you are here

What is Black Death?


Black Death

The subject of system flushing would not be complete without discussing Black Death. Below you will find an interesting article which first appeared on the AC Source web site. This article was written by Warren Willingham, and has been reprinted here with permission from AC Source. 

What is Black Death?

Black Death is the worst compressor disease to hit our industry since the DA6 came out and was spitting ring material through the system! At least the DA6 Teflon "droppings" were something that could be flushed out easily. Back then, they didn't use multi pass, or parallel flow condensers. The old tube and fin condenser, although not as efficient as the others I mentioned, could be flushed with excellent results.

After we became familiar with the DA6, then comes the FX15 compressor. The Teflon rings of the FX15 get munched into a fine dust. At least when the DA6 compressor shed it's rings it did it in chunks. Well, now you mix this powdered Teflon (courtesy of the FX15) with a nice hot oil and refrigerant and there you have it. Black death! It's an ugly sight to behold, especially when you know what it means to your customer's pocket book! What's so bad about this type of contamination, you might ask? We'll attempt to explain that in the following paragraphs.

Image of black death      

The material, known as black death, is unlike normal contamination. As the system cools down, this crud bonds itself to the components in the system. Normal flushing appears to be cleaning out the system because you see some of the contamination come out with the flush. The biggest problem is that most of it is still inside, almost like a powder coating on a piece of metal. Because you see what looks like the contamination coming out in the flush, you assume that the system is clean. OOPS, it's that old assume word again. It's not!

A regular flush gun, attached to your air compressor with even the best liquid flush, is not powerful enough to remove the Black Death material from components in most cases. Even a closed loop flush machine isn't enough sometimes. We'll tell you what Ford dealerships had to do about the problem.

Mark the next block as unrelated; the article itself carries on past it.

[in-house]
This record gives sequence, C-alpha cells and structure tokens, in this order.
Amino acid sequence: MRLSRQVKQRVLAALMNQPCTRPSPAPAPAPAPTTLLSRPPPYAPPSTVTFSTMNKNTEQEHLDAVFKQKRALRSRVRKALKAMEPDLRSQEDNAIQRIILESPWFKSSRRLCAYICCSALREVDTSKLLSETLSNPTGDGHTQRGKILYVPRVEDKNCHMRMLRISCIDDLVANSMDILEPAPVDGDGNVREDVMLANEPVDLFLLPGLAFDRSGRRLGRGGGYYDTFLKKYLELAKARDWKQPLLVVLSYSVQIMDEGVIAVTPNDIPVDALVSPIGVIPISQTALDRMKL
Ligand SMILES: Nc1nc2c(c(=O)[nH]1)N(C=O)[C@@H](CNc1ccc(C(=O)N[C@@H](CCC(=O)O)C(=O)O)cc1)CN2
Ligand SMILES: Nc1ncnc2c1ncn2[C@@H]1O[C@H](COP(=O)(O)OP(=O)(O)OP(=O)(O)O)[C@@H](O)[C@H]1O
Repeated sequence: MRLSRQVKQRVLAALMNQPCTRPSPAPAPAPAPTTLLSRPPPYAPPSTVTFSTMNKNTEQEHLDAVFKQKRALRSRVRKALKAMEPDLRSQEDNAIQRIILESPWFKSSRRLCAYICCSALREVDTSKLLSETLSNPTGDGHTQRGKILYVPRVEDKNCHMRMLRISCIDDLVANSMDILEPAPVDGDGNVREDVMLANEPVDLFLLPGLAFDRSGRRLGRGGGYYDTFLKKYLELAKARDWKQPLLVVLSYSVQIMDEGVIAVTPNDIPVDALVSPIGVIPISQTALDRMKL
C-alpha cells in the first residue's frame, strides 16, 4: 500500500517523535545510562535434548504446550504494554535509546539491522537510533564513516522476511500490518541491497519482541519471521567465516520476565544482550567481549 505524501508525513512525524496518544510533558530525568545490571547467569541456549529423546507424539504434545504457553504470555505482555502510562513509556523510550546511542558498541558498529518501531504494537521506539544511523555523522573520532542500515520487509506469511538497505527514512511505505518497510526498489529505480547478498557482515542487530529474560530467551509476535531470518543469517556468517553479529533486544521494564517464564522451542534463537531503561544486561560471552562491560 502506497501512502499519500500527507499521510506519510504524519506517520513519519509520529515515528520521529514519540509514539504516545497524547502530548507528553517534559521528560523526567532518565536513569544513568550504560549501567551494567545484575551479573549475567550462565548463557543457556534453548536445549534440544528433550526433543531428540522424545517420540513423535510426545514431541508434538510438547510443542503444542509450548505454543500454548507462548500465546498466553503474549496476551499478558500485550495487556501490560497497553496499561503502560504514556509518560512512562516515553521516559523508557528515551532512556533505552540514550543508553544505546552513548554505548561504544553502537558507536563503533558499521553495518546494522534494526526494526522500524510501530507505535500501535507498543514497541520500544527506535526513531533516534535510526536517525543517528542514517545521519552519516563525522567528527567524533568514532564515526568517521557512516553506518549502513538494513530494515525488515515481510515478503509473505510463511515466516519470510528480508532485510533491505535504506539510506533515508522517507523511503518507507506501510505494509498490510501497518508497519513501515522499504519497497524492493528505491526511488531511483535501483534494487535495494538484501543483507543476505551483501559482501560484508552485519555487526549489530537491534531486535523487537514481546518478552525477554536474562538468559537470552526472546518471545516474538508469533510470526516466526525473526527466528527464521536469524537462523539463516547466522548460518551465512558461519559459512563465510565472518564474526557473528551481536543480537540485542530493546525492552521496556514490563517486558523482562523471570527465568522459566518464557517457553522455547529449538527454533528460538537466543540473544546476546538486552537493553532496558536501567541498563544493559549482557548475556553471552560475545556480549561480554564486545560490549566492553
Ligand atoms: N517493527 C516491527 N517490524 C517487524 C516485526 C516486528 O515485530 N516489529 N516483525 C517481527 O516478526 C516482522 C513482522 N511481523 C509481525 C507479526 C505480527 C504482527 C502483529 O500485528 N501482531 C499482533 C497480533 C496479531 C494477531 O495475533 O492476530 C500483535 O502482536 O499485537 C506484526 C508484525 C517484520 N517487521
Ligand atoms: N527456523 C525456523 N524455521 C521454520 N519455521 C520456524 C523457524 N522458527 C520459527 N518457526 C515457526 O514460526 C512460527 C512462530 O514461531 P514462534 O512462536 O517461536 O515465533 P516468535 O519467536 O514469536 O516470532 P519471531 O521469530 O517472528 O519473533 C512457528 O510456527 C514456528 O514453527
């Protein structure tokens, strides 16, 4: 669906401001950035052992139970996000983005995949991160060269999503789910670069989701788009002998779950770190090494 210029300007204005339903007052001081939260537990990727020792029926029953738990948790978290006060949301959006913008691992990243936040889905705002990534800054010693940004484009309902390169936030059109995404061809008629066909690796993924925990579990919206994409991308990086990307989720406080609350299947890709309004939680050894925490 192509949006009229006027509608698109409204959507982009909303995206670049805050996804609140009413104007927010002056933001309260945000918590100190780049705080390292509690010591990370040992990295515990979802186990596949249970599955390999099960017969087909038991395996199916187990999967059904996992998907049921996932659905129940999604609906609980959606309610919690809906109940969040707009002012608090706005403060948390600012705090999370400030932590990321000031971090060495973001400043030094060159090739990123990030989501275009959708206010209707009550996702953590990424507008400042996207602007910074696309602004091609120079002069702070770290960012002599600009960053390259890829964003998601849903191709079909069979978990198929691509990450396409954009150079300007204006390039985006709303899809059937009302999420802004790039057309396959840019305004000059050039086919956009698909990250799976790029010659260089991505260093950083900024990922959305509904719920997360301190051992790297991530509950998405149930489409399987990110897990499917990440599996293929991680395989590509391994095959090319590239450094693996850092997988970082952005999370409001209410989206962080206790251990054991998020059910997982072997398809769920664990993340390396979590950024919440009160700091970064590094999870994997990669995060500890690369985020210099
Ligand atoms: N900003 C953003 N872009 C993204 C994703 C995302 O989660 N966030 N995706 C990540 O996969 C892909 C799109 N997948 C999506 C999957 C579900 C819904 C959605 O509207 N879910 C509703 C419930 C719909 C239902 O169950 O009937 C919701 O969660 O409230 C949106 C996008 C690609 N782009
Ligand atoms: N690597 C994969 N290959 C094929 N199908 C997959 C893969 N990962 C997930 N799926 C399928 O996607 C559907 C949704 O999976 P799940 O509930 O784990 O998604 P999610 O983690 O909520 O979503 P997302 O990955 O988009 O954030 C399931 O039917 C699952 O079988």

Ford Motor Co. required all of their dealers to purchase the "Rotunda" flush machine. The machine was manufactured by the Cliplight Corporation. They also made a flush that was powerfull (caustic) enough to actually break this contamination down into a flushable material. My friends at a Ford dealership when this first started told me that they had to do these systems outside because the smell was overwhelming. With this method, the dealerships seemed to be successful in flushing these systems.

Early on, we would recommend filters in the suction and discharge side to protect the orifice tube and the compressor. This didn't always work because the contamination was so severe, it would just plug up the filters in a very short amount of time. That's a lot of contamination. Ford did have a succesfull filter procedure, but it was actually labor intensive enough to justify changing components instead of doing the filter procedure! It was O.K. for Ford, but typical shops couldn't afford to waste an extra two hours with charge, recover, recharge, recover, recharge, etc.! To make a long story short, filters were not very efficient for us.

What was the best thing to do then? Well, it came down to a firewall forward replacement. Because this was so prevalent, manufacturers lowered pricing on these parts so that you could buy the whole firewall forward kit for what a compressor and accumulator cost years ago. Everything except the evaporator core was replaced. It was the only answer in a high percentage of Black Death cases unless you had the same equipment Ford did. Oh, BTW, it was about $2500 for the machine alone (I haven't priced it for awhile) and $45 for a gallon of flush. Each job required at least one gallon.

I'm not always popular for telling the truth. The fact is, many people doing these jobs shouldn't be. They don't accept that some systems can't be flushed and if they did replace everything they didn't always finish the job. They would replace all of the components and leave the defective fan clutch that caused the meltdown to begin with. These systems are more than the compressor and accumulator. Fan clutches, electric fans, radiators, etc, are not what people consider part of the A/C system but are responsible for many of the breakdowns and lockups, in my opinion.

Stay Cool!
Warren Willingham


For automotive A/C questions, please visit the Automotive Air Conditioning Information Forum at: